Collins dictionaries have invited people to send in a word for inclusion in its English dictionary. ‘If it’s accepted,’ the publishers say, ‘your word will be published on collinsdictionary.com within a few weeks, and your name will appear on the definition page where you will be recorded forever.’ Forever (usually written as two words in British English, except in the sense ‘incessantly’) is pitching it a bit strong. Eternity is an over-confident prediction of the internet’s durability, let alone that of Collins dictionaries.
It’s all nonsense of course. They just want publicity. The people at Collins do evaluate each word submitted, considering whether it is widespread and ‘how long it is likely to stay around for’. But they already have a corpus of 4.5 billion words. No doubt they monitor internet sites run on wiki principles, such as Urban Dictionary. The chances of an unnoticed widely used word being sent in from Chorley, Horley or Fawley are nil.
One submission highlighted was legbomb. This denotes an explosive display of leg, and originates from the performance of Angelina Jolie at the Oscar ceremony this year. Her right leg, poking out from her long dress, was transplanted by internet jokers on to the Statue of Liberty, Hitler or Adam being created. Very droll. But if you ask me, it’s a vogue word and will be gone faster than Jennifer Aniston.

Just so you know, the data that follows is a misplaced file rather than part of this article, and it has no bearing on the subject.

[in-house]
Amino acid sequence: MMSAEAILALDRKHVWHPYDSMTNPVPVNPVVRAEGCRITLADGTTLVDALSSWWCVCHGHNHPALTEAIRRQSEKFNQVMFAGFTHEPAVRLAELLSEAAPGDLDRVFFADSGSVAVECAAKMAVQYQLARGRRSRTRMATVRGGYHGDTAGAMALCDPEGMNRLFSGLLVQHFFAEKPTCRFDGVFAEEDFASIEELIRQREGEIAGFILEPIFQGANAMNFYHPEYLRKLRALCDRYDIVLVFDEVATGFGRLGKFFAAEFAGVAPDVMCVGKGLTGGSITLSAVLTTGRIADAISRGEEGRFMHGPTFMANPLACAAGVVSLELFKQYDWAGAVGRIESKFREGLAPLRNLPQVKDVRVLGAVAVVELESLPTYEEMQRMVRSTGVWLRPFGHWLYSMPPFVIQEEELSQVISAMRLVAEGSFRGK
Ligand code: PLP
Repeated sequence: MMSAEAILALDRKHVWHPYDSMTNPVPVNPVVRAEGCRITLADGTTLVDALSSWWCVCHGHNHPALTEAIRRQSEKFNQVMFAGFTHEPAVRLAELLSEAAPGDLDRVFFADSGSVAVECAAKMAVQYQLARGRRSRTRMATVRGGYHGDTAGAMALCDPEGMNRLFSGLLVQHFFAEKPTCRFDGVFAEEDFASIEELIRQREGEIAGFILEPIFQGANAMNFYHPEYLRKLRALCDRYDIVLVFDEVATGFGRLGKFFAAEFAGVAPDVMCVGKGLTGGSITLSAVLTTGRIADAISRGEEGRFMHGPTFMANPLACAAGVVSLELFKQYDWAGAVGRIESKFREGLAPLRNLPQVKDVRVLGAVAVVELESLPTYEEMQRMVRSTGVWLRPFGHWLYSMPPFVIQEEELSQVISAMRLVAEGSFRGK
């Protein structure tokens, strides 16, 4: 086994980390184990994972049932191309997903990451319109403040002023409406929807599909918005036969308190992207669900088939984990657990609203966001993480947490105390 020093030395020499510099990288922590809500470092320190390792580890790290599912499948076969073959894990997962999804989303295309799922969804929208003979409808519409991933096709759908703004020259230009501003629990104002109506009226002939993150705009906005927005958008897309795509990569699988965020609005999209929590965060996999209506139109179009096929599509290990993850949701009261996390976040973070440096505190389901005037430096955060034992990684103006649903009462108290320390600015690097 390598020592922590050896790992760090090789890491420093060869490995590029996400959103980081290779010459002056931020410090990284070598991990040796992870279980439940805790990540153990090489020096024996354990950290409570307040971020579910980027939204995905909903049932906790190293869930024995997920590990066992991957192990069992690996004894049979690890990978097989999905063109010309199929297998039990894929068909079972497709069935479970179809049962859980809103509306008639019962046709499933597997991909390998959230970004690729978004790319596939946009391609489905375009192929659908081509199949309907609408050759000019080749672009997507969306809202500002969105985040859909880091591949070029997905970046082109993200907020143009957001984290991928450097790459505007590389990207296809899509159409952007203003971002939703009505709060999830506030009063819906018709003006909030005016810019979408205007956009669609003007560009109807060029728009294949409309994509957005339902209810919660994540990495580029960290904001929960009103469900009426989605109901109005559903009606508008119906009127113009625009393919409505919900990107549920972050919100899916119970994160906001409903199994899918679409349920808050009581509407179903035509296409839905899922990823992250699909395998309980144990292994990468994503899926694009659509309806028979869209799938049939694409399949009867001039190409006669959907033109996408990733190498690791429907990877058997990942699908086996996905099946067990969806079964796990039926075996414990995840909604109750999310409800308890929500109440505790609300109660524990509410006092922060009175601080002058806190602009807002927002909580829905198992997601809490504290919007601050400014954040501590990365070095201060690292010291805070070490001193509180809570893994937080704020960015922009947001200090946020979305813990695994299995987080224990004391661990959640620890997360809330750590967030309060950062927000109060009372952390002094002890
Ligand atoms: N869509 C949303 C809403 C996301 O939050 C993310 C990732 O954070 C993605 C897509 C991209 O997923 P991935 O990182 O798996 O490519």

Another suggestion is lollage, ‘use of lol, meaning “laugh out loud” ’. This is a nonce word, its meaning hardly discernible outside a discussion of lol. Or take mantyhose, ‘pantyhose for men’. It falls in the category of incomprehensible portmanteau word.
One word that will last a few years is eurogeddon, the meltdown of the euro. ‘The two largest economies in the world teeter on the brink of eurogeddon and dollargeddon,’ wrote Timothy Garton Ash in the Guardian last July. In February 2010 the heavy snowfall in the eastern United States was billed as snowmageddon. Some newspapers preferred the less catchy snowpocalypse. Here we see a suffix (like –gate) that can be stuck on to words at will: Olympigeddon, pensiongeddon, Synodgeddon, or Cleggeddon — the destruction of the coalition.